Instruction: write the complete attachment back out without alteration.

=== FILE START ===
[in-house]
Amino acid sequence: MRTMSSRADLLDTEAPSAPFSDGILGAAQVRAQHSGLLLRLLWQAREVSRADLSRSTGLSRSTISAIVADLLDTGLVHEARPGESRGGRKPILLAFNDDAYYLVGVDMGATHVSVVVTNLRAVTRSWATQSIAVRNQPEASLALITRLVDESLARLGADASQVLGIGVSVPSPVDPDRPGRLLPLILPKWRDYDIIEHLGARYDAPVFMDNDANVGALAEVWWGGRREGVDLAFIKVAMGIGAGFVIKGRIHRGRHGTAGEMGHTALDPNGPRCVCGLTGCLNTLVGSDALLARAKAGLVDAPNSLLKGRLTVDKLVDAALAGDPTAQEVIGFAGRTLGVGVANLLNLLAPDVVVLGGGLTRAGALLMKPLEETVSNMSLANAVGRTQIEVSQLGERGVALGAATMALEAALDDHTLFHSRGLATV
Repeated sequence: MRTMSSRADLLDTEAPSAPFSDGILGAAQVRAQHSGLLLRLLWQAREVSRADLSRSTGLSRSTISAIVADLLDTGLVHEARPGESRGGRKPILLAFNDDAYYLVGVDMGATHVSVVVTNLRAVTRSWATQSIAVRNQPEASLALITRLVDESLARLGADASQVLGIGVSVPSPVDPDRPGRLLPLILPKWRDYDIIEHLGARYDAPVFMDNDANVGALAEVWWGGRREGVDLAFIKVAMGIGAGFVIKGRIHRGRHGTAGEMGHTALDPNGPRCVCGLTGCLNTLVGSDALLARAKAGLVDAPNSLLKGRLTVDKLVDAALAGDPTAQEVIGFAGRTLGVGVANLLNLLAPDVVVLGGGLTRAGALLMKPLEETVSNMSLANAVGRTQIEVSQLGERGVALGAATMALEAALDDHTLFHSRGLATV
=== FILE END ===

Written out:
[in-house]
Amino acid sequence: MRTMSSRADLLDTEAPSAPFSDGILGAAQVRAQHSGLLLRLLWQAREVSRADLSRSTGLSRSTISAIVADLLDTGLVHEARPGESRGGRKPILLAFNDDAYYLVGVDMGATHVSVVVTNLRAVTRSWATQSIAVRNQPEASLALITRLVDESLARLGADASQVLGIGVSVPSPVDPDRPGRLLPLILPKWRDYDIIEHLGARYDAPVFMDNDANVGALAEVWWGGRREGVDLAFIKVAMGIGAGFVIKGRIHRGRHGTAGEMGHTALDPNGPRCVCGLTGCLNTLVGSDALLARAKAGLVDAPNSLLKGRLTVDKLVDAALAGDPTAQEVIGFAGRTLGVGVANLLNLLAPDVVVLGGGLTRAGALLMKPLEETVSNMSLANAVGRTQIEVSQLGERGVALGAATMALEAALDDHTLFHSRGLATV
Repeated sequence: MRTMSSRADLLDTEAPSAPFSDGILGAAQVRAQHSGLLLRLLWQAREVSRADLSRSTGLSRSTISAIVADLLDTGLVHEARPGESRGGRKPILLAFNDDAYYLVGVDMGATHVSVVVTNLRAVTRSWATQSIAVRNQPEASLALITRLVDESLARLGADASQVLGIGVSVPSPVDPDRPGRLLPLILPKWRDYDIIEHLGARYDAPVFMDNDANVGALAEVWWGGRREGVDLAFIKVAMGIGAGFVIKGRIHRGRHGTAGEMGHTALDPNGPRCVCGLTGCLNTLVGSDALLARAKAGLVDAPNSLLKGRLTVDKLVDAALAGDPTAQEVIGFAGRTLGVGVANLLNLLAPDVVVLGGGLTRAGALLMKPLEETVSNMSLANAVGRTQIEVSQLGERGVALGAATMALEAALDDHTLFHSRGLATV